Commentary on Psalm 118:1-2, 14-24
It is easy to see why Psalm 118 is the psalm selection for Easter for all three lectionary years.
The psalm is bursting with exuberance and joy, the language barely adequate to the task of conveying the wonder of what God has done. For the psalmist was as good as dead and now is alive. “I give thanks to the Lord, for he is good; his steadfast love endures forever (Psalm 118:1),” the psalmist declares. It is not surprising, then, that the New Testament writers heard the events of the passion and resurrection of Jesus captured in the language of this psalm. “The stone which the builders rejected has become the chief cornerstone. This is the Lord’s doing; it is marvelous in our eyes (vv. 22-23, cf. Matthew 21:42, Acts 4:11, 1 Peter 2:7).” “Blessed is the one who comes in the name of the Lord (v. 26a, cf. Matthew 21:9, Luke 19:38).”
Today, however, this psalm becomes our own prayer of thanksgiving. For insofar as we are found in Christ, dying and rising with him, this psalm lends language and shape to our expressions of joy and gratitude for what God has done for us in Jesus Christ. “I shall not die but I shall live and recount the deeds of the Lord (v. 12).” This psalm, then, not only provides an interpretive lens for Christ’s death and resurrection, it instructs us in how to respond appropriately to God’s mighty acts on our behalf.
Psalm 118 is an individual psalm of thanksgiving that gives praise to God for a specific act of redemption in the psalmist’s life. In this case, the psalmist speaks of nations that had surrounded him, pressing in on him like bees ready to attack or like a fire of thorns that encircles and traps its victim, leaving no escape. The political nature of the threat makes it likely that the psalmist is a king, perhaps King Hezekiah who surely felt such helplessness and distress as the army of Sennacherib laid siege to Jerusalem (2 Kings 18-19). In any case, the psalmist believed he was as good as dead. Yet the psalmist cried to Lord, and the Lord answered his prayer (v. 5).
The entire psalm hinges on this characteristic activity of God of hearing and answering the cries of his people, turning mourning into dancing, and the night into day. This is Israel’s most foundational experience of God. The Israelites groaned under their slavery and hearing their groaning, God brought them out of Egypt, out of the house of bondage (Exodus 2:23b-24). The language of the psalm taps into this defining story of Israel’s life with God, extolling God’s power that can overcome even the most menacing and threatening forces of our world. “The Lord is my strength and my might; he has become my salvation (v. 14, cf. Exodus 15:2a).”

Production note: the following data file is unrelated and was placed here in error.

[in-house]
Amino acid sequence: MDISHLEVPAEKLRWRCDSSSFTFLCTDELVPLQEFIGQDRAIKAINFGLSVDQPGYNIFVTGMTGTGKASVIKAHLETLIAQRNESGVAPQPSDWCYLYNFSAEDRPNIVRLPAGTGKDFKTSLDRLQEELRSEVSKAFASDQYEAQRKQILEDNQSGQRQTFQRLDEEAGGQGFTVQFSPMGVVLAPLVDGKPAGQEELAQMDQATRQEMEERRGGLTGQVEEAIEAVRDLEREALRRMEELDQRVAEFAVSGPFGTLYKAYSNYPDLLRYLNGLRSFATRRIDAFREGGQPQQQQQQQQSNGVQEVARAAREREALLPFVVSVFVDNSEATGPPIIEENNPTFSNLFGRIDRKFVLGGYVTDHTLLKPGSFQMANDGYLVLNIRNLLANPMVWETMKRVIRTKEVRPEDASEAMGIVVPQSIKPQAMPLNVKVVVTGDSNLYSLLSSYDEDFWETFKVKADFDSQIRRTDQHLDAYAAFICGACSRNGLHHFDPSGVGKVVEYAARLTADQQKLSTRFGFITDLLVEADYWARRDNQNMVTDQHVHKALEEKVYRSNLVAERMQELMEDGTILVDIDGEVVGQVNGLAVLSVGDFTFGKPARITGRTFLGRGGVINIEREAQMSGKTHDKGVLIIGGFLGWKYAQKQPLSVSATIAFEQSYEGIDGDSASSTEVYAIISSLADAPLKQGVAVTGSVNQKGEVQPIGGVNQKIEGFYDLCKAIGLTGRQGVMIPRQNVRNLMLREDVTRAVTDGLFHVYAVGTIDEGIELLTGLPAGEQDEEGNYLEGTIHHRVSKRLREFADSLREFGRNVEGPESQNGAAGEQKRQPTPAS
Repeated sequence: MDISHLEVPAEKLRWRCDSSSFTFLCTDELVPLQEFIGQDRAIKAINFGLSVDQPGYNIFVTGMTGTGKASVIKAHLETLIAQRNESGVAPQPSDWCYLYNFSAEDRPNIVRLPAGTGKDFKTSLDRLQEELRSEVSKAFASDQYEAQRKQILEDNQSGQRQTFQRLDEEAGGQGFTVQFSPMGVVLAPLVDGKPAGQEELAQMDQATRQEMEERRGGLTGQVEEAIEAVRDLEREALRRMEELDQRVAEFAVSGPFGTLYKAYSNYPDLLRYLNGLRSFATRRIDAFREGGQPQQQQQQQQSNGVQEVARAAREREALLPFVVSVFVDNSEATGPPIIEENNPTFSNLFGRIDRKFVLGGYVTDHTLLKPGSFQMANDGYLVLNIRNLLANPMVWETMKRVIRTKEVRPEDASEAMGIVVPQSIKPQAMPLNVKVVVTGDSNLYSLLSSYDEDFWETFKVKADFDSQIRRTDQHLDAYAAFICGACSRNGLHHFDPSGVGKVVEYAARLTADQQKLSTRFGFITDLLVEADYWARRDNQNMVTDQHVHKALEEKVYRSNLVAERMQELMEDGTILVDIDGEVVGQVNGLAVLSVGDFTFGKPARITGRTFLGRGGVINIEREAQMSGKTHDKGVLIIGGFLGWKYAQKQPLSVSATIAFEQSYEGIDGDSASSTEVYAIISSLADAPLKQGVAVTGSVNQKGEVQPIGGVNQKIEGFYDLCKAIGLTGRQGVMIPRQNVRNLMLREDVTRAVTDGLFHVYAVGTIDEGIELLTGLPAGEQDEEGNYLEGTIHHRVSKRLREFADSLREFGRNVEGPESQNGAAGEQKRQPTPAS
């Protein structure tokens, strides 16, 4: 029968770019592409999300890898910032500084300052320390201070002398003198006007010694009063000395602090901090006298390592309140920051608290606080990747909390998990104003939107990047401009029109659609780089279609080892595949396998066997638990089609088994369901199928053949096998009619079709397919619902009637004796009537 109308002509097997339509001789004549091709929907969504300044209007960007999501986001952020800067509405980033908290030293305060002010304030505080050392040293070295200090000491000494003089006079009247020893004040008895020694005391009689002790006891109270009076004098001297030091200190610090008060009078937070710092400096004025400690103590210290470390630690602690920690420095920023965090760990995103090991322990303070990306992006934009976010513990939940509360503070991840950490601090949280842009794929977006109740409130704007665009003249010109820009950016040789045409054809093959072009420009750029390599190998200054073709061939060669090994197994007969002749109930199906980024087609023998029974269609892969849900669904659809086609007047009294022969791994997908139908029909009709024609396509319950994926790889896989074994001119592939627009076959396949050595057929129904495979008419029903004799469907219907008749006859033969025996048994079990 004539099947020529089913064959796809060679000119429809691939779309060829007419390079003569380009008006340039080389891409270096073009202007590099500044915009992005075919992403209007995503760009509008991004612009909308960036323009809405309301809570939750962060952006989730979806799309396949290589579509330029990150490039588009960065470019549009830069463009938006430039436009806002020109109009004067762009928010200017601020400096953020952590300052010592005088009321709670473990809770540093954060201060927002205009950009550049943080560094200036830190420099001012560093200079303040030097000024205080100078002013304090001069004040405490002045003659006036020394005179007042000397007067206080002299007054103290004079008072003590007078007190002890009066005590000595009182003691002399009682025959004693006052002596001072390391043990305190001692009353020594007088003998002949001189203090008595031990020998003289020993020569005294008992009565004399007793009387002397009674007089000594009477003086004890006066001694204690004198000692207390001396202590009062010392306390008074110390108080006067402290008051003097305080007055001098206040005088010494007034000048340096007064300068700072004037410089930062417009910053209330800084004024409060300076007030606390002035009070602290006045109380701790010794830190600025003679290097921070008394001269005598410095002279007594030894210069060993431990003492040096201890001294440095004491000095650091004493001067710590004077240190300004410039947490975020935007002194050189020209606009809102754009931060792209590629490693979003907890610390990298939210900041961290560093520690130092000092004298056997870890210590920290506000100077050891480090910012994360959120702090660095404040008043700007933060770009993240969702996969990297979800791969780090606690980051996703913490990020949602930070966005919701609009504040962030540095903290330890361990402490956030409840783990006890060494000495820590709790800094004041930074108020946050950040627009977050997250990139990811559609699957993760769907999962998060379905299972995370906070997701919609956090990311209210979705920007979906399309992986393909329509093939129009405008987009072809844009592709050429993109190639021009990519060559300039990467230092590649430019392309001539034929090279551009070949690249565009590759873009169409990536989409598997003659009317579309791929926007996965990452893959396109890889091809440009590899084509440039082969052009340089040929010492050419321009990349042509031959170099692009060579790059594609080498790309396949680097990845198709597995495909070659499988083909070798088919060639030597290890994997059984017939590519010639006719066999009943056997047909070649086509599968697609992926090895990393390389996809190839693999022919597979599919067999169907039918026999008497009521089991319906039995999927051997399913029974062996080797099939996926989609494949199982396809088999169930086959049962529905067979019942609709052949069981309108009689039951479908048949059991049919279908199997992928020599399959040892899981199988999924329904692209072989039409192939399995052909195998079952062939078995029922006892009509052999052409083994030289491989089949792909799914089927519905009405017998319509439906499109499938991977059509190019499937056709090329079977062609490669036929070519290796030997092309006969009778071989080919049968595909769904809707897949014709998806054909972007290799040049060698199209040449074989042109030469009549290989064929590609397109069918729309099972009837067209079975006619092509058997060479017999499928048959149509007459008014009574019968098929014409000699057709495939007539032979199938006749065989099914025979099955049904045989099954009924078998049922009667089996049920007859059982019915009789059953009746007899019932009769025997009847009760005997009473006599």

It is not incidental that these verses fall at the center of the psalm. In fact, the entire psalm is structured in such a way as to draw attention to this defining relationship between Israel and God. Four times at the beginning of the psalm and one time at the end, the psalmist calls the community of faith to praise God for God’s steadfast love, his chesed. It is indeed God’s covenant loyalty, his unwavering commitment to his people and his world that compels God to act for the sake of his people, even at his own expense. Salvation, then, for the psalmist as for us, is not based on his own righteousness or sense of deserving, but rather is rooted in God’s self-giving, long-suffering, love. “The Lord has punished me severely,” the psalmist testifies, “but he did not give me over to death (v. 18).” Though things got bad, the psalmist knew that in the end, God’s steadfast love would win the day.
The remainder of the psalm (vv. 21-28) alternates between the voice of the psalmist and that of the community of faith as the king leads the people in giving thanks to God for restoring him. “I thank you, Lord, that you have answered me (v. 21) … this is the Lord’s doing; it is marvelous in our eyes (v. 23).”
Just as the psalmist’s suffering is political in nature, so is the resulting praise. As Rolf Jacobson notes in his article, “The Costly Loss of Praise,”1 praise is not simply an act of piety, but a polemical and political assertion. Praise evokes a worldview, one in which God is an active agent in daily life. In other words, praise declares, in the face of alternative conceptions of reality, that the source of Israel’s salvation and the hope for the world is God and God alone.
In the context of Easter, praise is particularly crucial. For ours is a world which increasingly looks for salvation from evil in the building of walls, the carrying of weapons, and the hoarding of resources. It is ours, then, as the people of God to posit an alternative way forward rooted in the hope we have in Jesus Christ, to assert that we live in a world where a resurrection really did happen. That God really is on the move, redeeming and restoring the world to himself in Jesus Christ. That Christ really did inaugurate a kingdom that has taken root in our hearts and that compels us to new ways of being and behaving characterized by justice, righteousness, and shalom. Ours is the task of directing people’s attention once again to the God who loves us, whose steadfast love endures forever, who is at work in our lives and in our world making all things new, who alone is our hope and our salvation. So today, we join the psalmist in praise and declare, “O give thanks to the Lord, for he is good, for his steadfast love endures forever (v. 29).”
1 Rolf Jacobson, “The Costly Loss of Praise,” Theology Today, 57:3, Oct 2000:375-385.